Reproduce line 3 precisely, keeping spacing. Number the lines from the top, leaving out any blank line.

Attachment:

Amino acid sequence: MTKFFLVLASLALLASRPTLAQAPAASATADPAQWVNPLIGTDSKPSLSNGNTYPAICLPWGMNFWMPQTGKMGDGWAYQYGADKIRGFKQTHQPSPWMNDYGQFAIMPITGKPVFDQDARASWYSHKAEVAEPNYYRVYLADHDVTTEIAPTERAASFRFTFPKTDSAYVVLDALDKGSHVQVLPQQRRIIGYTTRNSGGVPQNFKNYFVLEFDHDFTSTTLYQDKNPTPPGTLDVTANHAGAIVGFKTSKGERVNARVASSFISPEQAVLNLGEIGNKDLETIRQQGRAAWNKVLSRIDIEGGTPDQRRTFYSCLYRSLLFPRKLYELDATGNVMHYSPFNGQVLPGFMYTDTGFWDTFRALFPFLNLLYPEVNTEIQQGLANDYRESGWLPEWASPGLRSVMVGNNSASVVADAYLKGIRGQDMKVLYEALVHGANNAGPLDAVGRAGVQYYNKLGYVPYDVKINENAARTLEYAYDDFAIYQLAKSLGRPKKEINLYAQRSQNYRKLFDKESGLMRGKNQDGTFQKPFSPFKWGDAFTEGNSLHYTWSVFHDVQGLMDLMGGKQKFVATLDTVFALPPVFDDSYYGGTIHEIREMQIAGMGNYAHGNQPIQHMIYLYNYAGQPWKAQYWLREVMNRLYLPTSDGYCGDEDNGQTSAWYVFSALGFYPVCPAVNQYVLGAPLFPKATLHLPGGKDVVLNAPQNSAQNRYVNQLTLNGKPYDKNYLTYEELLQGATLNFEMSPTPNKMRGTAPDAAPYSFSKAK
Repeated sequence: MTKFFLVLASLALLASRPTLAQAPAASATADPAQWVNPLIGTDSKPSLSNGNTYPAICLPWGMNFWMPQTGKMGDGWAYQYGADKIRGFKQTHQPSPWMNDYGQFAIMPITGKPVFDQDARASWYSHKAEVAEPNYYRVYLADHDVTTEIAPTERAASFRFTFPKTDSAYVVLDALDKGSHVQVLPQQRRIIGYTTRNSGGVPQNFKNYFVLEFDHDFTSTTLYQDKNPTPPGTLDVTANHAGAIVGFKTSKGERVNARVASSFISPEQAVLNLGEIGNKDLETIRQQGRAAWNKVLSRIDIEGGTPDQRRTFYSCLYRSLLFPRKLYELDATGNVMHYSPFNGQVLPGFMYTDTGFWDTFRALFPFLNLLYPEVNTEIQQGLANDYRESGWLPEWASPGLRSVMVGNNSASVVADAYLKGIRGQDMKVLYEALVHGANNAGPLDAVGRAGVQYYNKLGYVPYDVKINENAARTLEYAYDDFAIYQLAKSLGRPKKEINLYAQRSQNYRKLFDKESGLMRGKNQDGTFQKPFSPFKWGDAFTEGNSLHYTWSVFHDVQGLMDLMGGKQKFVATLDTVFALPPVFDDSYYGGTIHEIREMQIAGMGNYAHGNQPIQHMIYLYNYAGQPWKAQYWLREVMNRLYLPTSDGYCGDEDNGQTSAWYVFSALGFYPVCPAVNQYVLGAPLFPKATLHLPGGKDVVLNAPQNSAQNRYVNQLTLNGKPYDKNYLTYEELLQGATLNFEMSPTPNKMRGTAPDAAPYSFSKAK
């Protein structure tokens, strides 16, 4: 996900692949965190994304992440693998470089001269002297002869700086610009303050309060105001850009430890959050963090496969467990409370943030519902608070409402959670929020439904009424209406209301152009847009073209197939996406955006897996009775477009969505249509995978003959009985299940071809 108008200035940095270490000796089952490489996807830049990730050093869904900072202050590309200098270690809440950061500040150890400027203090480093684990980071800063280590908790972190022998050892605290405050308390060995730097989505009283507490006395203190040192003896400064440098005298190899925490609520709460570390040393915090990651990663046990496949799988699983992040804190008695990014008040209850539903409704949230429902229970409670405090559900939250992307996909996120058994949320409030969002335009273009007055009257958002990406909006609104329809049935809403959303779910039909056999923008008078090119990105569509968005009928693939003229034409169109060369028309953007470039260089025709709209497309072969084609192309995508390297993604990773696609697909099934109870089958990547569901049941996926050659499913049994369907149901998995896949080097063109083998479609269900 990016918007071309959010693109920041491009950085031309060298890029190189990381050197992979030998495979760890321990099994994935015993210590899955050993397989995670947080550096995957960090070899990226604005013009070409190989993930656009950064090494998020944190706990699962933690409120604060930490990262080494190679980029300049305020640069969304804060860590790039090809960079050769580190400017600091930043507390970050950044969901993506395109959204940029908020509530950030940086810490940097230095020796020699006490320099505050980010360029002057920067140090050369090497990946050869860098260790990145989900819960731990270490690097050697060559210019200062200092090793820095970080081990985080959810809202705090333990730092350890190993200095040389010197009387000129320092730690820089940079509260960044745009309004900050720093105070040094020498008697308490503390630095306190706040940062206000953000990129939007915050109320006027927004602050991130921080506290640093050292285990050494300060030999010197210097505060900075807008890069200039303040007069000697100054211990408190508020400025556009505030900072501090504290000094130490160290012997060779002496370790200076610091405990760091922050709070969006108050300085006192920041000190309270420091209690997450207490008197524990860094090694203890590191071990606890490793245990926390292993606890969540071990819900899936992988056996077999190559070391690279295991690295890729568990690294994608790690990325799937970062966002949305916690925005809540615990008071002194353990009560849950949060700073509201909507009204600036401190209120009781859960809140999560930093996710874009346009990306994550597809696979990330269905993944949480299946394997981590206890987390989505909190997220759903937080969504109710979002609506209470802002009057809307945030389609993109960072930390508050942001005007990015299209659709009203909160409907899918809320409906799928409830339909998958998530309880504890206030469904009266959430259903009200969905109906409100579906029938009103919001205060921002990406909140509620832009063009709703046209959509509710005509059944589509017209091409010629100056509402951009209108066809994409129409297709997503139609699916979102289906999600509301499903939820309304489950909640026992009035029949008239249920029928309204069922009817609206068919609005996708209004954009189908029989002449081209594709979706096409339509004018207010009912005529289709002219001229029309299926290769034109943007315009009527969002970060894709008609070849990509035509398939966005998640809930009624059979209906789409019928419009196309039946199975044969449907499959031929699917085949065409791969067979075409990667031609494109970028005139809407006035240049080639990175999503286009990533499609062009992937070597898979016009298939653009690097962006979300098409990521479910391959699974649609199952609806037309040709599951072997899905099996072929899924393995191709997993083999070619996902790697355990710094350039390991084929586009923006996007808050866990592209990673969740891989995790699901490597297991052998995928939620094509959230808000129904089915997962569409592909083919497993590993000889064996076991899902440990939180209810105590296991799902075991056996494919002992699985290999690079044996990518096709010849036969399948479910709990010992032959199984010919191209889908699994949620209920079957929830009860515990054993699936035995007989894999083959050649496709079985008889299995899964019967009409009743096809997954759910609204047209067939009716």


């Protein structure tokens, strides 16, 4: 996900692949965190994304992440693998470089001269002297002869700086610009303050309060105001850009430890959050963090496969467990409370943030519902608070409402959670929020439904009424209406209301152009847009073209197939996406955006897996009775477009969505249509995978003959009985299940071809 108008200035940095270490000796089952490489996807830049990730050093869904900072202050590309200098270690809440950061500040150890400027203090480093684990980071800063280590908790972190022998050892605290405050308390060995730097989505009283507490006395203190040192003896400064440098005298190899925490609520709460570390040393915090990651990663046990496949799988699983992040804190008695990014008040209850539903409704949230429902229970409670405090559900939250992307996909996120058994949320409030969002335009273009007055009257958002990406909006609104329809049935809403959303779910039909056999923008008078090119990105569509968005009928693939003229034409169109060369028309953007470039260089025709709209497309072969084609192309995508390297993604990773696609697909099934109870089958990547569901049941996926050659499913049994369907149901998995896949080097063109083998479609269900 990016918007071309959010693109920041491009950085031309060298890029190189990381050197992979030998495979760890321990099994994935015993210590899955050993397989995670947080550096995957960090070899990226604005013009070409190989993930656009950064090494998020944190706990699962933690409120604060930490990262080494190679980029300049305020640069969304804060860590790039090809960079050769580190400017600091930043507390970050950044969901993506395109959204940029908020509530950030940086810490940097230095020796020699006490320099505050980010360029002057920067140090050369090497990946050869860098260790990145989900819960731990270490690097050697060559210019200062200092090793820095970080081990985080959810809202705090333990730092350890190993200095040389010197009387000129320092730690820089940079509260960044745009309004900050720093105070040094020498008697308490503390630095306190706040940062206000953000990129939007915050109320006027927004602050991130921080506290640093050292285990050494300060030999010197210097505060900075807008890069200039303040007069000697100054211990408190508020400025556009505030900072501090504290000094130490160290012997060779002496370790200076610091405990760091922050709070969006108050300085006192920041000190309270420091209690997450207490008197524990860094090694203890590191071990606890490793245990926390292993606890969540071990819900899936992988056996077999190559070391690279295991690295890729568990690294994608790690990325799937970062966002949305916690925005809540615990008071002194353990009560849950949060700073509201909507009204600036401190209120009781859960809140999560930093996710874009346009990306994550597809696979990330269905993944949480299946394997981590206890987390989505909190997220759903937080969504109710979002609506209470802002009057809307945030389609993109960072930390508050942001005007990015299209659709009203909160409907899918809320409906799928409830339909998958998530309880504890206030469904009266959430259903009200969905109906409100579906029938009103919001205060921002990406909140509620832009063009709703046209959509509710005509059944589509017209091409010629100056509402951009209108066809994409129409297709997503139609699916979102289906999600509301499903939820309304489950909640026992009035029949008239249920029928309204069922009817609206068919609005996708209004954009189908029989002449081209594709979706096409339509004018207010009912005529289709002219001229029309299926290769034109943007315009009527969002970060894709008609070849990509035509398939966005998640809930009624059979209906789409019928419009196309039946199975044969449907499959031929699917085949065409791969067979075409990667031609494109970028005139809407006035240049080639990175999503286009990533499609062009992937070597898979016009298939653009690097962006979300098409990521479910391959699974649609199952609806037309040709599951072997899905099996072929899924393995191709997993083999070619996902790697355990710094350039390991084929586009923006996007808050866990592209990673969740891989995790699901490597297991052998995928939620094509959230808000129904089915997962569409592909083919497993590993000889064996076991899902440990939180209810105590296991799902075991056996494919002992699985290999690079044996990518096709010849036969399948479910709990010992032959199984010919191209889908699994949620209920079957929830009860515990054993699936035995007989894999083959050649496709079985008889299995899964019967009409009743096809997954759910609204047209067939009716």